Putting them all into a stack-vs-stack formular would eliminate this decision. Therefore combined arms, different unit types and promotions would just be a flavour. As you could not decide how you use them they would be just numbers in a formular. In consequence you would not need all this but just could count your overall strength.
Viola! You have eliminated the warfare game element completely.
Ask yourself: What is a game about? A game and game fun is always about deciding. Should I move the king or the queen? What can I expect in doing one or the other thing? When I succeed, I succeeded because of the decisions I made and that's hell a lot of fun
With your suggestion all fun would be about "how much soldiers do I take with me?". A single poor decision that you will mostly answer with "all that I can spare concerning the other battlefields". This is a completely different concept and has nothing to do with a detailed warfare game concept that is fitting to a detailed managing-a-city concept. That is what is this game about: Cities and units. Two equal abstraction levels.
What you want to play is "Risk", I am sure. It is turnbased, you have numbers and you just dice everything out. I want to continue to play Civilization because I want to decide more than just "where do I send my armies and how do I split my force on them?". Risk I do only play on a board with my friends, but on a computer it is boring even or because it is a lot easier and quicker, as the computer dices everything out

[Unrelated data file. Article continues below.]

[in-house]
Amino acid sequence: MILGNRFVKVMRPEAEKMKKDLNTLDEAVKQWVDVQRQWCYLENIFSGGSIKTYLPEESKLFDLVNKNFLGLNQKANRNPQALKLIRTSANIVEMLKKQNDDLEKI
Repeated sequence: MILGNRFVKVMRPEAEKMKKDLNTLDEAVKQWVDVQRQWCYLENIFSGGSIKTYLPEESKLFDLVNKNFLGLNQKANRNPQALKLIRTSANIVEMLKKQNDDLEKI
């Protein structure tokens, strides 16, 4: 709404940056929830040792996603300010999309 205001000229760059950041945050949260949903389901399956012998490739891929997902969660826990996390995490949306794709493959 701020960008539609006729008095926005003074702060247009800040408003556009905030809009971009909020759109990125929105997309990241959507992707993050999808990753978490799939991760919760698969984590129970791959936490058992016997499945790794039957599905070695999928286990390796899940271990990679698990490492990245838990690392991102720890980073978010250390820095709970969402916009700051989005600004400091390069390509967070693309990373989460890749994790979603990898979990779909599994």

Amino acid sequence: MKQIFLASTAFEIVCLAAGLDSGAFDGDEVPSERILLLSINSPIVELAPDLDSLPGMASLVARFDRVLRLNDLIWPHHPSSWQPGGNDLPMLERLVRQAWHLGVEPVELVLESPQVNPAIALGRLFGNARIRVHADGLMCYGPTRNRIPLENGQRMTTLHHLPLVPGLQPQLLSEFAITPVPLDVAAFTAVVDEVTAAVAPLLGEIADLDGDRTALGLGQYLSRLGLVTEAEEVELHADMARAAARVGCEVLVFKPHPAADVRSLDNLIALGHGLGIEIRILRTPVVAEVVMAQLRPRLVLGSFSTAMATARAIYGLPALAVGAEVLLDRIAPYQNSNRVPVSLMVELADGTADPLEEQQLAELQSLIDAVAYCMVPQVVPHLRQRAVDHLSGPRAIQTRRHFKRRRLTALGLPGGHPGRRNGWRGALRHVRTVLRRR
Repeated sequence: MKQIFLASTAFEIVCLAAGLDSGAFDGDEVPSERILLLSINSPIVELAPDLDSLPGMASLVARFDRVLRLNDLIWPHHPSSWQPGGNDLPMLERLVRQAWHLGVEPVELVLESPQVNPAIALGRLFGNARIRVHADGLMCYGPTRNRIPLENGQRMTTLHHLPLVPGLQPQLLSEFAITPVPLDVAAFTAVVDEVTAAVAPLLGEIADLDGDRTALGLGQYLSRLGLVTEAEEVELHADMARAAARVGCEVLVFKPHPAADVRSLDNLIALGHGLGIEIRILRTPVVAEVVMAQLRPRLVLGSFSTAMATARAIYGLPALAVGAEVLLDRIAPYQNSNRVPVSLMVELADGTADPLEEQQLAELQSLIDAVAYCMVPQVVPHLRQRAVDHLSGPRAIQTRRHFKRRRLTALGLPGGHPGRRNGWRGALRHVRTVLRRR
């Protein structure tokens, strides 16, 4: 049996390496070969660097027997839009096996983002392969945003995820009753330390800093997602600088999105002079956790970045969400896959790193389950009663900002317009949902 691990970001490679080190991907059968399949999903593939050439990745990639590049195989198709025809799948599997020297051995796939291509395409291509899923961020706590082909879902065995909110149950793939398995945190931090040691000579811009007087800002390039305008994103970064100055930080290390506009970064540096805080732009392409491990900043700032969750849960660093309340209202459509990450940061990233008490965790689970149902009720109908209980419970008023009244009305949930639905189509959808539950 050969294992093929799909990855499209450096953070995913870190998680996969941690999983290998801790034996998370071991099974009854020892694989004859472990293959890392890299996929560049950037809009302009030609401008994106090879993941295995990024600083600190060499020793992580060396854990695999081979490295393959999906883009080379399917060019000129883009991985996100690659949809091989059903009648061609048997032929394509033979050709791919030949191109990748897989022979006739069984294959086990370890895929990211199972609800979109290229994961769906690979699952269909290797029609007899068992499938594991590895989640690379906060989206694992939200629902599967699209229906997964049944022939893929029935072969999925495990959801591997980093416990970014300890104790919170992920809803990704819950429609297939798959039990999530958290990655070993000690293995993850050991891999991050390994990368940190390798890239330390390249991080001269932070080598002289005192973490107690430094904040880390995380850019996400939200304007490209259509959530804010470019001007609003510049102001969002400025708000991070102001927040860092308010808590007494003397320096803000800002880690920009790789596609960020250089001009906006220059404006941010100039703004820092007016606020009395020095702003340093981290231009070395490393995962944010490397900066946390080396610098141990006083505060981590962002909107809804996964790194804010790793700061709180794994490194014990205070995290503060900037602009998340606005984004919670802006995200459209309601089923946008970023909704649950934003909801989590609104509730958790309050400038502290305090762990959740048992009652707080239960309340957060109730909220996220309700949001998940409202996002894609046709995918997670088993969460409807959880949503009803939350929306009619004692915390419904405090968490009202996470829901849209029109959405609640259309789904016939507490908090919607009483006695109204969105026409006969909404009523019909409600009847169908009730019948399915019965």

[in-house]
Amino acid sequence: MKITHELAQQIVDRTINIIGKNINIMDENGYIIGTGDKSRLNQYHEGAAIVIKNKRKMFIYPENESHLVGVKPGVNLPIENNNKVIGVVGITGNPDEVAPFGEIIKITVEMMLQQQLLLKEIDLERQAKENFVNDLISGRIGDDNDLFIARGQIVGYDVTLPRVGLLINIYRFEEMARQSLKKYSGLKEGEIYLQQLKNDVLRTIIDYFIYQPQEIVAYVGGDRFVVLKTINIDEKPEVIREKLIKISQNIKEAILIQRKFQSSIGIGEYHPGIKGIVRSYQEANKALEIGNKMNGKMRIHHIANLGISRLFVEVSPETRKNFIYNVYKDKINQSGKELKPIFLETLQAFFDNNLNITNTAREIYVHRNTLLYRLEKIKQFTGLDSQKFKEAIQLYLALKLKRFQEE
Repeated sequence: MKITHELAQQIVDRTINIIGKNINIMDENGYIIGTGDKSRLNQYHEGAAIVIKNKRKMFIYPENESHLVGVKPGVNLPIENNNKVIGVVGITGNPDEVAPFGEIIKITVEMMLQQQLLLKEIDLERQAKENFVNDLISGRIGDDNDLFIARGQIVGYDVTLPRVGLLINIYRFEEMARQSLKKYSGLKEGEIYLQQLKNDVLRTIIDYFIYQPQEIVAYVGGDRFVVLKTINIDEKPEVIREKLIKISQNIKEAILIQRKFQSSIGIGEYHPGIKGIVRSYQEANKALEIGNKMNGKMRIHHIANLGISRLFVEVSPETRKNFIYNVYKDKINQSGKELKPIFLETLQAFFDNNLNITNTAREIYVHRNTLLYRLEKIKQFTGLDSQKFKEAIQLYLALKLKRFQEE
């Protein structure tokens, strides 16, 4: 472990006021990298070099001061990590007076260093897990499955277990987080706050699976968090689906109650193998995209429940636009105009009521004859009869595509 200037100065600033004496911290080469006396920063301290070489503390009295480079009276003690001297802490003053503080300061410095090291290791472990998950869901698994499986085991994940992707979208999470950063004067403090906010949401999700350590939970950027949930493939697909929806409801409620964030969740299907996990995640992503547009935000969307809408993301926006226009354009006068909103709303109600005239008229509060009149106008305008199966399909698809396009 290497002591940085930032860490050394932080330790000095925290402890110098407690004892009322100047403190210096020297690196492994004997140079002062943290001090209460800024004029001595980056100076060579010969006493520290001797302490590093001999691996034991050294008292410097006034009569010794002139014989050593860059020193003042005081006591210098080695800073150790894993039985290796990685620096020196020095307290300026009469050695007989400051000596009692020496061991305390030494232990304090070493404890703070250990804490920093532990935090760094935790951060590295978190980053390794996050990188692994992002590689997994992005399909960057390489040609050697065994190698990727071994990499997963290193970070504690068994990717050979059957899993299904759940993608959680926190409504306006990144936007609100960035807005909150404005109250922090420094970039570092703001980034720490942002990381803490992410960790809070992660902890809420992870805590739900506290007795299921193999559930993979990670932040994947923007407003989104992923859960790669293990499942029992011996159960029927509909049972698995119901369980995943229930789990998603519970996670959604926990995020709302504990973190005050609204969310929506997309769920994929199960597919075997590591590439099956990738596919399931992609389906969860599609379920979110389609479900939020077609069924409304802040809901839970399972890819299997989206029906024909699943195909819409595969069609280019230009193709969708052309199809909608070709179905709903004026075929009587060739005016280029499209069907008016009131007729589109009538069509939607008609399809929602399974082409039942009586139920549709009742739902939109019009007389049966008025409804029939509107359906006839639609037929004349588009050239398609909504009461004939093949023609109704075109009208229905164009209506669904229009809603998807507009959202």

Additionally it would be not more realistic at all, of course not! Never in history were battles fought by formulars. A formular can not consider the number of decisions made by a good general (a player) compared to a bad general that may even have a good day (another player). When do I send the cavalry? Where do I put my defenders? How do I disturb the enemies advance?
With units you have this power to decide what to do. You can choose the battlefield if you are a good general. You can decide how you attack and surprise your opponent. And wether you retreat after some losses or not, you may as well decide.
A formular can not provide such decisions that decide about life and death. A general, that is more realistic, can. You are the general. And therefore you want to control what your units do and let it be done not by some formular.
If you want to stick to quick and easy: Feel free to switch on "stack attack" in the game options dialog. It should eliminate your need for a quicker and easier solution to battle other players. But not always the best...
Eh? Collateral damage is just meant to be a cure for the 'Stack of Doom'. Just forget that they're catapults and view them as a gameplay device. So just don't use stacks. And if units with low strength values could never win, they would be completely useless, so it makes sense that they win sometimes, especially against weakened enemies.